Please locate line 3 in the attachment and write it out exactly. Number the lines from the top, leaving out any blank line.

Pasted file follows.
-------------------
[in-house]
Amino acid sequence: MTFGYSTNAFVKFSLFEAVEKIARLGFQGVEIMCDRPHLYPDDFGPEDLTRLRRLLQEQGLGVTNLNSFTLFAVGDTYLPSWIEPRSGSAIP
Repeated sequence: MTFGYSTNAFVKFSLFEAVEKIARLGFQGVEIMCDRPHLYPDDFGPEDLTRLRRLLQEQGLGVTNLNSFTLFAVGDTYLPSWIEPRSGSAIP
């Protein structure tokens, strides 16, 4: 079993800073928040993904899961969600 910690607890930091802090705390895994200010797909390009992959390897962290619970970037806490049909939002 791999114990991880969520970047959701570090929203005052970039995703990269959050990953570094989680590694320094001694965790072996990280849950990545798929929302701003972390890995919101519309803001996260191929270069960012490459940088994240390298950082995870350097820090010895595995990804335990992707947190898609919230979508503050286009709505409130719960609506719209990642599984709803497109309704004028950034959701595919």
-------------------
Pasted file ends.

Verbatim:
Repeated sequence: MTFGYSTNAFVKFSLFEAVEKIARLGFQGVEIMCDRPHLYPDDFGPEDLTRLRRLLQEQGLGVTNLNSFTLFAVGDTYLPSWIEPRSGSAIP